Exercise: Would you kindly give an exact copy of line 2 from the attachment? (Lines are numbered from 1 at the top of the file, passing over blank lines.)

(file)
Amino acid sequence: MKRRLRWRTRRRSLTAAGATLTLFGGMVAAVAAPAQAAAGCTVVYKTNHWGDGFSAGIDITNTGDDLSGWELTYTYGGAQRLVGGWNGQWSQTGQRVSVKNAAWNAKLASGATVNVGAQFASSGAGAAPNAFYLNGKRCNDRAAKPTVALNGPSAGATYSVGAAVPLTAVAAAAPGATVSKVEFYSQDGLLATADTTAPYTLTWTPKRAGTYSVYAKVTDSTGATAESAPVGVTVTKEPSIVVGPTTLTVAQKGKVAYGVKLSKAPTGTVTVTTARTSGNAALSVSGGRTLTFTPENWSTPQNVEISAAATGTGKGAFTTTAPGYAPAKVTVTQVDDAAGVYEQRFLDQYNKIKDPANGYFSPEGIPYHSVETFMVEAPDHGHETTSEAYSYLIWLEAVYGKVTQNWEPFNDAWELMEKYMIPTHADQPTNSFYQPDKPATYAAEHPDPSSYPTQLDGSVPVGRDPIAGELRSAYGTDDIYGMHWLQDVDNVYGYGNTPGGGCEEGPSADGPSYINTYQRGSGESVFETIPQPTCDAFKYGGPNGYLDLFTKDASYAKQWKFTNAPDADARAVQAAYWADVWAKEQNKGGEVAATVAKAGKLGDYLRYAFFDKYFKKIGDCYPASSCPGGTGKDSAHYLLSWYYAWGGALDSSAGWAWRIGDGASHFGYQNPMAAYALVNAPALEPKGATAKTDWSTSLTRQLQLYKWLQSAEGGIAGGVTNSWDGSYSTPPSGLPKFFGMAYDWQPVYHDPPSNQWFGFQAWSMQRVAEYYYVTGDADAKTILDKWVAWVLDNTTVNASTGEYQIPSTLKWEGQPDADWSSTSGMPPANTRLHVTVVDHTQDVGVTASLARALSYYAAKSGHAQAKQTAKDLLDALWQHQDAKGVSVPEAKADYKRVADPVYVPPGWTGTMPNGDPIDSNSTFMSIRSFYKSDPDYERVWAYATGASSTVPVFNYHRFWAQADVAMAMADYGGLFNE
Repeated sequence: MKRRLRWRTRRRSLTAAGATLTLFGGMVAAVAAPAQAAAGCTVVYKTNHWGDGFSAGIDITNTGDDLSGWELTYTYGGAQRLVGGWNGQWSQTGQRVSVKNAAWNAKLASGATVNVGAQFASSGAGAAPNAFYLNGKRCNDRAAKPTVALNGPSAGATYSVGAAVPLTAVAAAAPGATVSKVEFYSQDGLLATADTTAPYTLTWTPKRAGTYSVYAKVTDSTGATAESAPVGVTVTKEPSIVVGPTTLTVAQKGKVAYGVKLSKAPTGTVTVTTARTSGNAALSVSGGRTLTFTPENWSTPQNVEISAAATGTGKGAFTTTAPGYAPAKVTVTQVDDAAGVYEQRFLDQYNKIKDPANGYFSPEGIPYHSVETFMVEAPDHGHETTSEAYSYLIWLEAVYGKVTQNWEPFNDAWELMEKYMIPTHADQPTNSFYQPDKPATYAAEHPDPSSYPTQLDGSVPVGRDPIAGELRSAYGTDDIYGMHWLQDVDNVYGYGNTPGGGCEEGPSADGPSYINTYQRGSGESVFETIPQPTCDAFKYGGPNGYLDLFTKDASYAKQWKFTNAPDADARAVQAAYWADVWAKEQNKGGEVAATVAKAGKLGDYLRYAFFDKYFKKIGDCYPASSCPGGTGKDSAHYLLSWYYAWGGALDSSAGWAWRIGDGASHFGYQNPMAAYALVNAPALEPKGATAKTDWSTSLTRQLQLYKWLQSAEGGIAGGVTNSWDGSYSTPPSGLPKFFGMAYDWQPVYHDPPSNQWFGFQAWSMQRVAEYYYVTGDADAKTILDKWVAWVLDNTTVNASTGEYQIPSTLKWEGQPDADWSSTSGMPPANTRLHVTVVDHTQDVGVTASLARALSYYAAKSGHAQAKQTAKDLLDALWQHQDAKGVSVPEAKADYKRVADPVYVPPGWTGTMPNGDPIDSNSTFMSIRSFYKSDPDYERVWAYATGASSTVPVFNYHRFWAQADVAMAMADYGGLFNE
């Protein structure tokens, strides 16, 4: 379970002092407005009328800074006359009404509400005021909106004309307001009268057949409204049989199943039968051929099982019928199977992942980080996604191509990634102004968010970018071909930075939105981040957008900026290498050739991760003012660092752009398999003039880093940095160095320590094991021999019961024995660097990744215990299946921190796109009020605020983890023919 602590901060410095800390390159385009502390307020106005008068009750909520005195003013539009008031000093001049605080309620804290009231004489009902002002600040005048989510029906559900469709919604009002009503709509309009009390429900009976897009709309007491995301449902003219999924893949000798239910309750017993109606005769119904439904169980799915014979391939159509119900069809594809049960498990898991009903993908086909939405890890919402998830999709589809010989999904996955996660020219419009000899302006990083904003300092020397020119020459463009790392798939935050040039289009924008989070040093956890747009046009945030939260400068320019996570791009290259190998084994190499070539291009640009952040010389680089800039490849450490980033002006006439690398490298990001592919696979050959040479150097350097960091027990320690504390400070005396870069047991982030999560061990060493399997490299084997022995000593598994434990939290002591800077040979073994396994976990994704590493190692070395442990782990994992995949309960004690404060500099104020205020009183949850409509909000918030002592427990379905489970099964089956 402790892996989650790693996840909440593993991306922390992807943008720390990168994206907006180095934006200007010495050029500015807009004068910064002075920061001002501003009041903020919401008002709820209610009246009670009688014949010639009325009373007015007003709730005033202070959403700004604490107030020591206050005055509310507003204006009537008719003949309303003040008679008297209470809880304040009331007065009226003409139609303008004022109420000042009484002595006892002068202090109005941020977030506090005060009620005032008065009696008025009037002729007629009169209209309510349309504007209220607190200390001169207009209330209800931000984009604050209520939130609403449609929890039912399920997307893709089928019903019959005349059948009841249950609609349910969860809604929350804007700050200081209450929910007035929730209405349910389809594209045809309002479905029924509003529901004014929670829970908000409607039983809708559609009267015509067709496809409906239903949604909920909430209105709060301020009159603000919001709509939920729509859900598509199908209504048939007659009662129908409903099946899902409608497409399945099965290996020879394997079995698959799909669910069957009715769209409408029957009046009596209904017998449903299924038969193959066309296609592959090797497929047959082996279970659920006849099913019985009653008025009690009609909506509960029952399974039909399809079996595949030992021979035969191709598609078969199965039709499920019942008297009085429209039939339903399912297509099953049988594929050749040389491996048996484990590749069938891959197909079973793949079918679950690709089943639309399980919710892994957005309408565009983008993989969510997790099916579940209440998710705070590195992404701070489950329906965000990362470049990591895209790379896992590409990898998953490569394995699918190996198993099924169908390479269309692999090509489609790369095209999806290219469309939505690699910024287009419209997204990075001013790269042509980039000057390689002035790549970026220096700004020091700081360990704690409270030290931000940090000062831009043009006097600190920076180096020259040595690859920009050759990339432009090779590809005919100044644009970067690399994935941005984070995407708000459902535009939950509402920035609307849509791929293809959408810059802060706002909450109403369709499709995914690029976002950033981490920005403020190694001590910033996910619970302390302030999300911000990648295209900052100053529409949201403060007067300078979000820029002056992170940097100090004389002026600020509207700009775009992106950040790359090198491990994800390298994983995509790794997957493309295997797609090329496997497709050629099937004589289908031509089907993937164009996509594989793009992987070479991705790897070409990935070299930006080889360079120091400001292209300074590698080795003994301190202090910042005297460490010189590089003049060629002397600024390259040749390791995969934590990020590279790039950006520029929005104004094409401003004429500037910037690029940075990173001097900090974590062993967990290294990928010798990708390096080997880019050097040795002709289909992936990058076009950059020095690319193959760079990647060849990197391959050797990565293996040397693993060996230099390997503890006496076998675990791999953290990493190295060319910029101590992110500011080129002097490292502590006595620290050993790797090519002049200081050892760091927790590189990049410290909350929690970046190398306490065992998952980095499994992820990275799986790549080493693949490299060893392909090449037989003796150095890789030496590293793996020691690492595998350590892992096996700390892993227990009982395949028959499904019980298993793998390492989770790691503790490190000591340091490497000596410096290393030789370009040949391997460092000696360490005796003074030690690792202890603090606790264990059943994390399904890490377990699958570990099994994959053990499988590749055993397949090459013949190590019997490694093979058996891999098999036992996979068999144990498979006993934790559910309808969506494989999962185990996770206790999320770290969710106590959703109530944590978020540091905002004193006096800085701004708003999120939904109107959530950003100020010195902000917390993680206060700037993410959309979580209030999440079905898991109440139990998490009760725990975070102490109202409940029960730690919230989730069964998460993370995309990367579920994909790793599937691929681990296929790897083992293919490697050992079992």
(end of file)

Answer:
Repeated sequence: MKRRLRWRTRRRSLTAAGATLTLFGGMVAAVAAPAQAAAGCTVVYKTNHWGDGFSAGIDITNTGDDLSGWELTYTYGGAQRLVGGWNGQWSQTGQRVSVKNAAWNAKLASGATVNVGAQFASSGAGAAPNAFYLNGKRCNDRAAKPTVALNGPSAGATYSVGAAVPLTAVAAAAPGATVSKVEFYSQDGLLATADTTAPYTLTWTPKRAGTYSVYAKVTDSTGATAESAPVGVTVTKEPSIVVGPTTLTVAQKGKVAYGVKLSKAPTGTVTVTTARTSGNAALSVSGGRTLTFTPENWSTPQNVEISAAATGTGKGAFTTTAPGYAPAKVTVTQVDDAAGVYEQRFLDQYNKIKDPANGYFSPEGIPYHSVETFMVEAPDHGHETTSEAYSYLIWLEAVYGKVTQNWEPFNDAWELMEKYMIPTHADQPTNSFYQPDKPATYAAEHPDPSSYPTQLDGSVPVGRDPIAGELRSAYGTDDIYGMHWLQDVDNVYGYGNTPGGGCEEGPSADGPSYINTYQRGSGESVFETIPQPTCDAFKYGGPNGYLDLFTKDASYAKQWKFTNAPDADARAVQAAYWADVWAKEQNKGGEVAATVAKAGKLGDYLRYAFFDKYFKKIGDCYPASSCPGGTGKDSAHYLLSWYYAWGGALDSSAGWAWRIGDGASHFGYQNPMAAYALVNAPALEPKGATAKTDWSTSLTRQLQLYKWLQSAEGGIAGGVTNSWDGSYSTPPSGLPKFFGMAYDWQPVYHDPPSNQWFGFQAWSMQRVAEYYYVTGDADAKTILDKWVAWVLDNTTVNASTGEYQIPSTLKWEGQPDADWSSTSGMPPANTRLHVTVVDHTQDVGVTASLARALSYYAAKSGHAQAKQTAKDLLDALWQHQDAKGVSVPEAKADYKRVADPVYVPPGWTGTMPNGDPIDSNSTFMSIRSFYKSDPDYERVWAYATGASSTVPVFNYHRFWAQADVAMAMADYGGLFNE